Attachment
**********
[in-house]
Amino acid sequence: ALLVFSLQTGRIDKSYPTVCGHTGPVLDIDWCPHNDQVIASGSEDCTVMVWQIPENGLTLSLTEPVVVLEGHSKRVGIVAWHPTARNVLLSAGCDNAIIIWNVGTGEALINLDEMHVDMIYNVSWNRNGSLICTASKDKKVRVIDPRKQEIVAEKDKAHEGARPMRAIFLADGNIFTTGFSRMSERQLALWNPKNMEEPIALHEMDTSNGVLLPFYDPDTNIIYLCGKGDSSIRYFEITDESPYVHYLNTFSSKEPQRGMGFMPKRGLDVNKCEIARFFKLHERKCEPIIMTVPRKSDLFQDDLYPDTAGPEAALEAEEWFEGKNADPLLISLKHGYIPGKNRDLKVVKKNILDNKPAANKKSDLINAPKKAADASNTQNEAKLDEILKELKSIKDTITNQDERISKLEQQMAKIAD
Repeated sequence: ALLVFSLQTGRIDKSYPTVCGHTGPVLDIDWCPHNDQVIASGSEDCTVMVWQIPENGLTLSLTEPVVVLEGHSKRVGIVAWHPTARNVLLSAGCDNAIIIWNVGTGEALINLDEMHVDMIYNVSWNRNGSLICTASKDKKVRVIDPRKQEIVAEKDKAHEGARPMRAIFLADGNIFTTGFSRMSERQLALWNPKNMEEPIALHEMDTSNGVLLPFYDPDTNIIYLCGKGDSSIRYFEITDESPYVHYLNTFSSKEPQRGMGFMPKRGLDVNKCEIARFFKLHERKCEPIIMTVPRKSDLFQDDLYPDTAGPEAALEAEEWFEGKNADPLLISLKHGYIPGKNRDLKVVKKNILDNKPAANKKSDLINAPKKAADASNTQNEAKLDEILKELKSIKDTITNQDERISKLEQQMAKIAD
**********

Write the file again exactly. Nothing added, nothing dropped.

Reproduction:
[in-house]
Amino acid sequence: ALLVFSLQTGRIDKSYPTVCGHTGPVLDIDWCPHNDQVIASGSEDCTVMVWQIPENGLTLSLTEPVVVLEGHSKRVGIVAWHPTARNVLLSAGCDNAIIIWNVGTGEALINLDEMHVDMIYNVSWNRNGSLICTASKDKKVRVIDPRKQEIVAEKDKAHEGARPMRAIFLADGNIFTTGFSRMSERQLALWNPKNMEEPIALHEMDTSNGVLLPFYDPDTNIIYLCGKGDSSIRYFEITDESPYVHYLNTFSSKEPQRGMGFMPKRGLDVNKCEIARFFKLHERKCEPIIMTVPRKSDLFQDDLYPDTAGPEAALEAEEWFEGKNADPLLISLKHGYIPGKNRDLKVVKKNILDNKPAANKKSDLINAPKKAADASNTQNEAKLDEILKELKSIKDTITNQDERISKLEQQMAKIAD
Repeated sequence: ALLVFSLQTGRIDKSYPTVCGHTGPVLDIDWCPHNDQVIASGSEDCTVMVWQIPENGLTLSLTEPVVVLEGHSKRVGIVAWHPTARNVLLSAGCDNAIIIWNVGTGEALINLDEMHVDMIYNVSWNRNGSLICTASKDKKVRVIDPRKQEIVAEKDKAHEGARPMRAIFLADGNIFTTGFSRMSERQLALWNPKNMEEPIALHEMDTSNGVLLPFYDPDTNIIYLCGKGDSSIRYFEITDESPYVHYLNTFSSKEPQRGMGFMPKRGLDVNKCEIARFFKLHERKCEPIIMTVPRKSDLFQDDLYPDTAGPEAALEAEEWFEGKNADPLLISLKHGYIPGKNRDLKVVKKNILDNKPAANKKSDLINAPKKAADASNTQNEAKLDEILKELKSIKDTITNQDERISKLEQQMAKIAD